Steam Opening the Gates

A new post on the Steam Blog discusses "Who Gets To Be On The Steam Store" in light of recent questions about Valve's policies regarding games that include adult content and controversial topics. It's a lengthy discussion of the issues involved and the history of their policies. They then announce that their new policy going forward is to allow all content "except for things that we decide are illegal, or straight up trolling." Here's their conclusion:
So what does this mean? It means that the Steam Store is going to contain something that you hate, and don't think should exist. Unless you don't have any opinions, that's guaranteed to happen. But you're also going to see something on the Store that you believe should be there, and some other people will hate it and want it not to exist.

It also means that the games we allow onto the Store will not be a reflection of Valveā€™s values, beyond a simple belief that you all have the right to create & consume the content you choose. The two points above apply to all of us at Valve as well. If you see something on Steam that you think should not exist, it's almost certain that someone at Valve is right there with you.

To be explicit about that - if we allow your game onto the Store, it does not mean we approve or agree with anything you're trying to say with it. If you're a developer of offensive games, this isn't us siding with you against all the people you're offending. There will be people throughout the Steam community who hate your games, and hope you fail to find an audience, and there will be people here at Valve who feel exactly the same way. However, offending someone shouldn't take away your game's voice. We believe you should be able to express yourself like everyone else, and to find others who want to play your game. But that's it.

In the short term, we won't be making significant changes to what's arriving on Steam until we've finished some of the tools we've described in this post. As we've hopefully managed to convey, navigating these issues is messy and complicated. Countries and societies change their laws and cultural norms over time. We'll be working on this for the foreseeable future, both in terms of what products we're allowing, what guidelines we communicate, and the tools we're providing to developers and players.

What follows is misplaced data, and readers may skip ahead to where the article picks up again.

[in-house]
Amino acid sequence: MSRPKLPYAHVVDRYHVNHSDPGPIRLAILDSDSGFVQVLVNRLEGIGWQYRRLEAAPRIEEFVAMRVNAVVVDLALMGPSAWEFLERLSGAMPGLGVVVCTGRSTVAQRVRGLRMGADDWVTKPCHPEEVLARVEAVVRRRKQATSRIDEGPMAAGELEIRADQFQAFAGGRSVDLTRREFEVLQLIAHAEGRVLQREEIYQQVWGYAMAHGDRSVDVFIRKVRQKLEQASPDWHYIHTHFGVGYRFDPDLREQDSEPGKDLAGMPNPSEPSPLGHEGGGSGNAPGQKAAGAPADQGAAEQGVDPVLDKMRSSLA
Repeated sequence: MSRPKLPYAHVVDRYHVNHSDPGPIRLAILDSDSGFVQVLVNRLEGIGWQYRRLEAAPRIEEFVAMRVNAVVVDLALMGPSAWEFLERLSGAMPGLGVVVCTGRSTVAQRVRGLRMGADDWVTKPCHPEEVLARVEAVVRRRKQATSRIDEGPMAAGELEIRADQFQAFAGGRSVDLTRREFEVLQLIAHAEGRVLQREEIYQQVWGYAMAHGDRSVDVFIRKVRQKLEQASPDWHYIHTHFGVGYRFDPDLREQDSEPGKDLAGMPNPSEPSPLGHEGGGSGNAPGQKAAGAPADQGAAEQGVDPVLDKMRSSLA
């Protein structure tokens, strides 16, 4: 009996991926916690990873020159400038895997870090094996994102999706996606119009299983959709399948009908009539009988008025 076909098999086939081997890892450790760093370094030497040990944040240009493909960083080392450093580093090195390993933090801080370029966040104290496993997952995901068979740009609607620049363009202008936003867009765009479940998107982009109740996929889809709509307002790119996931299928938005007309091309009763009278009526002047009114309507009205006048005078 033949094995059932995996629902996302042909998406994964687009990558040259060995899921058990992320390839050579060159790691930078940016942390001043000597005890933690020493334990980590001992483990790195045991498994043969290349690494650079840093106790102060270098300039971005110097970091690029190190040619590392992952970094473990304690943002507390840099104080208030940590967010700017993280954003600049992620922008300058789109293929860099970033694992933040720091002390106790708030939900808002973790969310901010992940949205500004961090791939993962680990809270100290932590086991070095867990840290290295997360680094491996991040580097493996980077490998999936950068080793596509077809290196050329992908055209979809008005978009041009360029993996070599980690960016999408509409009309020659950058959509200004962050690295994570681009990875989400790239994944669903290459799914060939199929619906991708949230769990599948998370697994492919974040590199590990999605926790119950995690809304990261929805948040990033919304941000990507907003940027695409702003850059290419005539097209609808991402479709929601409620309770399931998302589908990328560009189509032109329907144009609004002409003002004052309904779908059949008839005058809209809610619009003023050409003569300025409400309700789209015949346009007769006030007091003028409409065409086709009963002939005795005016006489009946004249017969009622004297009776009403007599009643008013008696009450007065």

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Re: No Man's Sky NEXT Adds Multiplayer in July
Jun 7, 2018, 09:48
Watter
 
51.
Re: No Man's Sky NEXT Adds Multiplayer in July Jun 7, 2018, 09:48
Jun 7, 2018, 09:48
 Watter
 
Prez wrote on Jun 7, 2018, 08:09:
Steam does not have the power to determine that you can or can't purchase something nor should it. It has the power (and obligation in my view) soley to determine what it does and doesn't sell on its own storefront.
That's the first argument against this move by steam that was persusasive and didn't make me roll my eyes.

I see two ways to look at it.

1) Steam is still the defacto marketplace for PC games. That's changing, thankfully, but it still owns the lion's share of the market. Any curation effort will be imperfect and games that some people might be interested in will be left out of that marketplace. I don't want anyone narrowing my choices. As long as there are filters, which is in Steams own best interest to provide, let it fly. I don't think anyone should be limiting other people's choices - and again, given steam's position as the defacto PC games marketplace, if it's not on Steam, it's almost not in the PC games market.

We all have a tendency to believe that the items we don't care about, nobody cares about. Example: Goat Simulator? What they hell?!? That almost certainly wouldn't have made it past my own personal curation process in its initial rough form, but some people enjoyed it and given time it became something that even more people picked up.

2) Do people really have trouble finding things they're interested in? I use steam a quite a bit, and I don't recall having to sift through crap to find interesting games. It isn't in Steam's best interest financially to make it hard for me to find games I'm interested in and purchase them; however if I do want to go on a hidden treasure hunt for something more obsucre, the option is there.

3) We live in a bigger (and smaller) world than ever before. It used to be that a niche interest might have too small a market to make sense to provide product for, but no more. A "niche" might be hundreds of thousands (or even millions) of people. Even if you believe in limiting options, which I don't, how do you curate when niches are so varied and large? .001% of the market these days is still large enough for some people to make product for.

----

I frequently see people buying products (crap, in my mind) that I literally cannot fathom ANYONE ever buying. I can either believe that these people are dumb and need someone smarter looking out for them OR I can accept that there might be some value in those things that I just don't see and that those people are different enough from me that they want something else that I can't understand. The "live and let live" side of me just shrugs and moves on. As long as I can find what I want, let those folks get their kicks where they want.


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